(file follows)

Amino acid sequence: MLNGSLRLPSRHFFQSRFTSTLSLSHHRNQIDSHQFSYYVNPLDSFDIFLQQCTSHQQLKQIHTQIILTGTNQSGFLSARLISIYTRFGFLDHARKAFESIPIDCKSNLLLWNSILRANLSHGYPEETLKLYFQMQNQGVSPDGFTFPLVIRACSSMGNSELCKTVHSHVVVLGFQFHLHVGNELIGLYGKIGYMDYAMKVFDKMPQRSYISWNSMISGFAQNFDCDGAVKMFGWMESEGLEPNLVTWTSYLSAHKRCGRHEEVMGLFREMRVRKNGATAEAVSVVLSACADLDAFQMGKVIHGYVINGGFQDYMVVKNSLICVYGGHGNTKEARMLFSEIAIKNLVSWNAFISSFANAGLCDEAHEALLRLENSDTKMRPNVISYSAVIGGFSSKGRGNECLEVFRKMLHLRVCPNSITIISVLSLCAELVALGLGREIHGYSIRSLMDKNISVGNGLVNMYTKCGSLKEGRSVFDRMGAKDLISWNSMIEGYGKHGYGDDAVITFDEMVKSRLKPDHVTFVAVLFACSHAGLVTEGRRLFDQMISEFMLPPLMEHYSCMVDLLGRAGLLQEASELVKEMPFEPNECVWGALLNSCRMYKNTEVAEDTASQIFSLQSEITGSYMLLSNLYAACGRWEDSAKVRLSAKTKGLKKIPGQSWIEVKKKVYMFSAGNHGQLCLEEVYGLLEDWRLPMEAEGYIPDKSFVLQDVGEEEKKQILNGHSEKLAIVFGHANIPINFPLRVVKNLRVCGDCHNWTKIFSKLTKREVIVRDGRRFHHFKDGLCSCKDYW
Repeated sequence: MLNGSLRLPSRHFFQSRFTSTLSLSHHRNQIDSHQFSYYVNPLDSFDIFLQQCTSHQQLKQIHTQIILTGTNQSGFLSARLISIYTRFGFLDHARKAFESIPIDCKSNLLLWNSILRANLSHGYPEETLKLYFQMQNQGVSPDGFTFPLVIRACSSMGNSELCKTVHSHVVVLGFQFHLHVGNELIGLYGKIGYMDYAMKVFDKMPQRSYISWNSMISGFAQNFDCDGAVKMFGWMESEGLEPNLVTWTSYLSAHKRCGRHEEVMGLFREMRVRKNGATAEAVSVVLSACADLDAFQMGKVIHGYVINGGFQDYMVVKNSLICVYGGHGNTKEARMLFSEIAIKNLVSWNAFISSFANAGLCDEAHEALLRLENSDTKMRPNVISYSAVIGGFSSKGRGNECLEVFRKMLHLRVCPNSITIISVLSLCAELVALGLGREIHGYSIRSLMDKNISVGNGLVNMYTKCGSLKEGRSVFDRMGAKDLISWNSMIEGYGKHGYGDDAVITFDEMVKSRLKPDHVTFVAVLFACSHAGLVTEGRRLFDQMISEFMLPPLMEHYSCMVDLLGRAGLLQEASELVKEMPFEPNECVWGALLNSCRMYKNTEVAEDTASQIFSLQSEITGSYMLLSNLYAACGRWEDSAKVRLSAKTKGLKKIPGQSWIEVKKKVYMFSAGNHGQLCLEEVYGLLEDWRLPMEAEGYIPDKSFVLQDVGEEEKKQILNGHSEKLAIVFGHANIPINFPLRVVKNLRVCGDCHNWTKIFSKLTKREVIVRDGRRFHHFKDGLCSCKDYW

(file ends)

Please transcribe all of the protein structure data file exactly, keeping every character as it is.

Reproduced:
Amino acid sequence: MLNGSLRLPSRHFFQSRFTSTLSLSHHRNQIDSHQFSYYVNPLDSFDIFLQQCTSHQQLKQIHTQIILTGTNQSGFLSARLISIYTRFGFLDHARKAFESIPIDCKSNLLLWNSILRANLSHGYPEETLKLYFQMQNQGVSPDGFTFPLVIRACSSMGNSELCKTVHSHVVVLGFQFHLHVGNELIGLYGKIGYMDYAMKVFDKMPQRSYISWNSMISGFAQNFDCDGAVKMFGWMESEGLEPNLVTWTSYLSAHKRCGRHEEVMGLFREMRVRKNGATAEAVSVVLSACADLDAFQMGKVIHGYVINGGFQDYMVVKNSLICVYGGHGNTKEARMLFSEIAIKNLVSWNAFISSFANAGLCDEAHEALLRLENSDTKMRPNVISYSAVIGGFSSKGRGNECLEVFRKMLHLRVCPNSITIISVLSLCAELVALGLGREIHGYSIRSLMDKNISVGNGLVNMYTKCGSLKEGRSVFDRMGAKDLISWNSMIEGYGKHGYGDDAVITFDEMVKSRLKPDHVTFVAVLFACSHAGLVTEGRRLFDQMISEFMLPPLMEHYSCMVDLLGRAGLLQEASELVKEMPFEPNECVWGALLNSCRMYKNTEVAEDTASQIFSLQSEITGSYMLLSNLYAACGRWEDSAKVRLSAKTKGLKKIPGQSWIEVKKKVYMFSAGNHGQLCLEEVYGLLEDWRLPMEAEGYIPDKSFVLQDVGEEEKKQILNGHSEKLAIVFGHANIPINFPLRVVKNLRVCGDCHNWTKIFSKLTKREVIVRDGRRFHHFKDGLCSCKDYW
Repeated sequence: MLNGSLRLPSRHFFQSRFTSTLSLSHHRNQIDSHQFSYYVNPLDSFDIFLQQCTSHQQLKQIHTQIILTGTNQSGFLSARLISIYTRFGFLDHARKAFESIPIDCKSNLLLWNSILRANLSHGYPEETLKLYFQMQNQGVSPDGFTFPLVIRACSSMGNSELCKTVHSHVVVLGFQFHLHVGNELIGLYGKIGYMDYAMKVFDKMPQRSYISWNSMISGFAQNFDCDGAVKMFGWMESEGLEPNLVTWTSYLSAHKRCGRHEEVMGLFREMRVRKNGATAEAVSVVLSACADLDAFQMGKVIHGYVINGGFQDYMVVKNSLICVYGGHGNTKEARMLFSEIAIKNLVSWNAFISSFANAGLCDEAHEALLRLENSDTKMRPNVISYSAVIGGFSSKGRGNECLEVFRKMLHLRVCPNSITIISVLSLCAELVALGLGREIHGYSIRSLMDKNISVGNGLVNMYTKCGSLKEGRSVFDRMGAKDLISWNSMIEGYGKHGYGDDAVITFDEMVKSRLKPDHVTFVAVLFACSHAGLVTEGRRLFDQMISEFMLPPLMEHYSCMVDLLGRAGLLQEASELVKEMPFEPNECVWGALLNSCRMYKNTEVAEDTASQIFSLQSEITGSYMLLSNLYAACGRWEDSAKVRLSAKTKGLKKIPGQSWIEVKKKVYMFSAGNHGQLCLEEVYGLLEDWRLPMEAEGYIPDKSFVLQDVGEEEKKQILNGHSEKLAIVFGHANIPINFPLRVVKNLRVCGDCHNWTKIFSKLTKREVIVRDGRRFHHFKDGLCSCKDYW